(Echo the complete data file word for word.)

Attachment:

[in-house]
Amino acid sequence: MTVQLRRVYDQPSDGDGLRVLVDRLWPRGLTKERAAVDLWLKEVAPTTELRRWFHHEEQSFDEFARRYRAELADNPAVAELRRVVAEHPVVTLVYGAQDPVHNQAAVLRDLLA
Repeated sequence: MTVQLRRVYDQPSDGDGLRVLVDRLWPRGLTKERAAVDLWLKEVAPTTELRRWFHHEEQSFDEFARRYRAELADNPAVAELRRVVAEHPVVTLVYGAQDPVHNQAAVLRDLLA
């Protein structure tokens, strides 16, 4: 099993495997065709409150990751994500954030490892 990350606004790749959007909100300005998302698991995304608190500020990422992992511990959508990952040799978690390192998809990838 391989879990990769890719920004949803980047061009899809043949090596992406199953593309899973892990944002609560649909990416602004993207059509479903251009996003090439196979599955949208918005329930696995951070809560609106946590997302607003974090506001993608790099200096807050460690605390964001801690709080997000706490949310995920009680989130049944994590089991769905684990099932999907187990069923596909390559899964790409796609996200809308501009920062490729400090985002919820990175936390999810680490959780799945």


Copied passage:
[in-house]
Amino acid sequence: MTVQLRRVYDQPSDGDGLRVLVDRLWPRGLTKERAAVDLWLKEVAPTTELRRWFHHEEQSFDEFARRYRAELADNPAVAELRRVVAEHPVVTLVYGAQDPVHNQAAVLRDLLA
Repeated sequence: MTVQLRRVYDQPSDGDGLRVLVDRLWPRGLTKERAAVDLWLKEVAPTTELRRWFHHEEQSFDEFARRYRAELADNPAVAELRRVVAEHPVVTLVYGAQDPVHNQAAVLRDLLA
């Protein structure tokens, strides 16, 4: 099993495997065709409150990751994500954030490892 990350606004790749959007909100300005998302698991995304608190500020990422992992511990959508990952040799978690390192998809990838 391989879990990769890719920004949803980047061009899809043949090596992406199953593309899973892990944002609560649909990416602004993207059509479903251009996003090439196979599955949208918005329930696995951070809560609106946590997302607003974090506001993608790099200096807050460690605390964001801690709080997000706490949310995920009680989130049944994590089991769905684990099932999907187990069923596909390559899964790409796609996200809308501009920062490729400090985002919820990175936390999810680490959780799945």